Grodner, M, Clarke, SM, burley, S, Leslie, G and Haslam, R (2021) Combining topology and fractal dimension of fracture networks to characterise structural domains in thrusted limestones. Journal of Structural Geology, 153 (104468).

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Abstract

Fractures in limestones of the Palaeocene Lockhart Formation in the hanging wall of the Himalayan Main Boundary Thrust north of Islamabad are examined, and the data analysed using a combination of topology and fractal dimension to characterise fracture patterns and relate them to structural domains. Neither technique alone allows the recognition of the structural domains. However, when considered together for all the fractures within an area, fore-thrusts, pop-ups and back-thrusts can be distinguished. The fractures are considered together, as the characteristics of the individual structural domains are characterised by the cumulative effect of all the different fractures, and in these complexly fractured rocks, the concept of fracture sets is problematic. Fore- and back-thrusts have higher fractal dimensions than pop-up structures. The highest fractal dimensions of both types of thrusts occur immediately adjacent to and decrease away from the central pop-up structure. Topologically, fore-thrust domains have fewer fractures and fracture intersections (nodes), with a longer mean fracture trace length; back-thrust domains contain more nodes (hence also more tips, lines, and branches) resulting in higher fracture densities. Pop-up structure domains are characterised by a low fracture intensity. Using the combined analysis of both the topology and fractal dimension, we show that the fracture pattern characteristics are predictable when related to the different structural settings identified within fold and thrust of the Lockhart Formation.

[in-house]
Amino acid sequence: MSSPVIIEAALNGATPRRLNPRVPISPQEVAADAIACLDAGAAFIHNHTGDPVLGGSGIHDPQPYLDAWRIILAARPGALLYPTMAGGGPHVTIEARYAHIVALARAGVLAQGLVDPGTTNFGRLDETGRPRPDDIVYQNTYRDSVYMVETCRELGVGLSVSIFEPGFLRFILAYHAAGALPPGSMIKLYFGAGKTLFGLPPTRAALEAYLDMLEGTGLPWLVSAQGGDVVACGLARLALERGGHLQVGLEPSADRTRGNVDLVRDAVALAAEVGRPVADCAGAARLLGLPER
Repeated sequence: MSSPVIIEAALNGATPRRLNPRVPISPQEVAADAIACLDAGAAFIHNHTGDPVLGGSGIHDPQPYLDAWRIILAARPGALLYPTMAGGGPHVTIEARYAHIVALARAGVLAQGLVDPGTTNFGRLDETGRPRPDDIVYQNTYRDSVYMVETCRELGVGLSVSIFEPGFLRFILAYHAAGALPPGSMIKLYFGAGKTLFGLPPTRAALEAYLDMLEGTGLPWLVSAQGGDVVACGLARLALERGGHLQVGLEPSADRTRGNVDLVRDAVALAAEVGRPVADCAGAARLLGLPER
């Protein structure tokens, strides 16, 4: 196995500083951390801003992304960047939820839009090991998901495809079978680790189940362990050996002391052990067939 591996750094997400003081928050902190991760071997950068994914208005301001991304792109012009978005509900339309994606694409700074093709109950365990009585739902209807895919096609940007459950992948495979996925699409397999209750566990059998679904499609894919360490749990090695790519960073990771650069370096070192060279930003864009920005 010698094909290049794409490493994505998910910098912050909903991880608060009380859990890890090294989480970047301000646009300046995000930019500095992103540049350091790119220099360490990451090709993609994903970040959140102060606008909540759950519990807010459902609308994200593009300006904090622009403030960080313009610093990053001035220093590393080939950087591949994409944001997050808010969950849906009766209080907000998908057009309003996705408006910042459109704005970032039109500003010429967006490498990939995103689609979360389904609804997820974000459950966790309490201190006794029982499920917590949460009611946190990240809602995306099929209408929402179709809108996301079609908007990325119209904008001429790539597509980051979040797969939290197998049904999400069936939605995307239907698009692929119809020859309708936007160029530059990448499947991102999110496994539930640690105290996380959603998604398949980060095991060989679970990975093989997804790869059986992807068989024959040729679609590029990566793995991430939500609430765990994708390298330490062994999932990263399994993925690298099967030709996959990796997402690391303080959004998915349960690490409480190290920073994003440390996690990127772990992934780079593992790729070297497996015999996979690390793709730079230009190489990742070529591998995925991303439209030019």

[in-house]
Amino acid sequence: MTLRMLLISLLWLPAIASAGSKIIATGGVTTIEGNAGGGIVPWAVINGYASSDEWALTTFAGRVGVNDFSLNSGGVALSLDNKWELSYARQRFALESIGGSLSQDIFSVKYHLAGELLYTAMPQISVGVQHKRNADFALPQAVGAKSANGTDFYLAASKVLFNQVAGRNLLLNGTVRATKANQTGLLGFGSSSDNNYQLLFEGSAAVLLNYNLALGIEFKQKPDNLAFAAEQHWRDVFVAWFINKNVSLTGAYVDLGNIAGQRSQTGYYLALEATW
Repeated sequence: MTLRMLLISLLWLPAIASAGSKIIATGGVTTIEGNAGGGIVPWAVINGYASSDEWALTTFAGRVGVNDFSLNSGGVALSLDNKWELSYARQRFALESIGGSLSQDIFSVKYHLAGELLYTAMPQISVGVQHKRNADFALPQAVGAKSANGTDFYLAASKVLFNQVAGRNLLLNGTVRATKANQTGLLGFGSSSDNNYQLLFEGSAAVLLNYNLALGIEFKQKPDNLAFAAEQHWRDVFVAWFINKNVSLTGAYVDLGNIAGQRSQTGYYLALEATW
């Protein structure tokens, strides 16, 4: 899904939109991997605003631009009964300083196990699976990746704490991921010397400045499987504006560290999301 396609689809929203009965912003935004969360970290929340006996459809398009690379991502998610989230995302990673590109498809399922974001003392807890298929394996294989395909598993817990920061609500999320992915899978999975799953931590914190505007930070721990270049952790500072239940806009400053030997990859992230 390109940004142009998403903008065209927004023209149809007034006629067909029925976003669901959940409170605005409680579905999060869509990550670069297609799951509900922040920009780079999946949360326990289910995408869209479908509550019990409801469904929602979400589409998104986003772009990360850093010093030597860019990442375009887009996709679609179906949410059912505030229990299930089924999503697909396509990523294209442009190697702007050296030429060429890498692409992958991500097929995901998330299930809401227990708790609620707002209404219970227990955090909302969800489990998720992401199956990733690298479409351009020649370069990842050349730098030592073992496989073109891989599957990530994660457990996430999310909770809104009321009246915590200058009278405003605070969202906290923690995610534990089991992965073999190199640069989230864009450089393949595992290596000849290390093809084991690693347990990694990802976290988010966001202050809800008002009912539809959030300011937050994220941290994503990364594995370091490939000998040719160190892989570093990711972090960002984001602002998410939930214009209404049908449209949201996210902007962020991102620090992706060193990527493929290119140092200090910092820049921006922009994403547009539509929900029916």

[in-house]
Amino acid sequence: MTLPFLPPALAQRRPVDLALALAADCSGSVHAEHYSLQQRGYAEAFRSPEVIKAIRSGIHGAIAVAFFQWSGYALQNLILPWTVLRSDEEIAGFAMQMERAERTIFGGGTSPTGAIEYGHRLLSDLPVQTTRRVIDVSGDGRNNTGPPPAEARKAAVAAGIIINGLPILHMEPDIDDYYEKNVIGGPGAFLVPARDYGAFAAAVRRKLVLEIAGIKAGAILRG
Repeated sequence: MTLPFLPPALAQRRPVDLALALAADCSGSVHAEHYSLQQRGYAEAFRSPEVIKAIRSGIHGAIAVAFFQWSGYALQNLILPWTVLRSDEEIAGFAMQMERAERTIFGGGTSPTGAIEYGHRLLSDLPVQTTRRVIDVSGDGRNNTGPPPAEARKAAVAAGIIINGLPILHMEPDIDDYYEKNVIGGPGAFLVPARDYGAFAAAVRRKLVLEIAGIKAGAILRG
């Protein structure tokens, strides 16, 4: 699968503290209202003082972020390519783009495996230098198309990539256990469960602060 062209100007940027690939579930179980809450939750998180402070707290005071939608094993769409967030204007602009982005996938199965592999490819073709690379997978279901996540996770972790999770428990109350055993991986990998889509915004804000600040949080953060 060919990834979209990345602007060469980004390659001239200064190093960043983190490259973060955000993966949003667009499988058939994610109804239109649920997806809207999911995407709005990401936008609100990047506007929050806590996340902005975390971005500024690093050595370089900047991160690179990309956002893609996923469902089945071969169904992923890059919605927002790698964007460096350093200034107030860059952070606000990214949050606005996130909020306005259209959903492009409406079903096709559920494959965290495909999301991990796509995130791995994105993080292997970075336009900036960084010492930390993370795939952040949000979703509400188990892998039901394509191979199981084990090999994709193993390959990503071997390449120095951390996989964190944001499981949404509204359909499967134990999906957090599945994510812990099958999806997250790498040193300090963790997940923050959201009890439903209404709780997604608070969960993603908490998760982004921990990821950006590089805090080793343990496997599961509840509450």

Item Type: Article
Additional Information: The final version of this article and all relevant information related to it, including copyrights, can be found on the publisher website.
Subjects: G Geography. Anthropology. Recreation > G Geography (General)
G Geography. Anthropology. Recreation > GB Physical geography
G Geography. Anthropology. Recreation > GE Environmental Sciences
Q Science > QE Geology
Divisions: Faculty of Natural Sciences > School of Geography, Geology and the Environment
Depositing User: Symplectic
Date Deposited: 27 Oct 2021 11:06
Last Modified: 17 Nov 2021 15:39
URI: https://eprints.keele.ac.uk/id/eprint/10185

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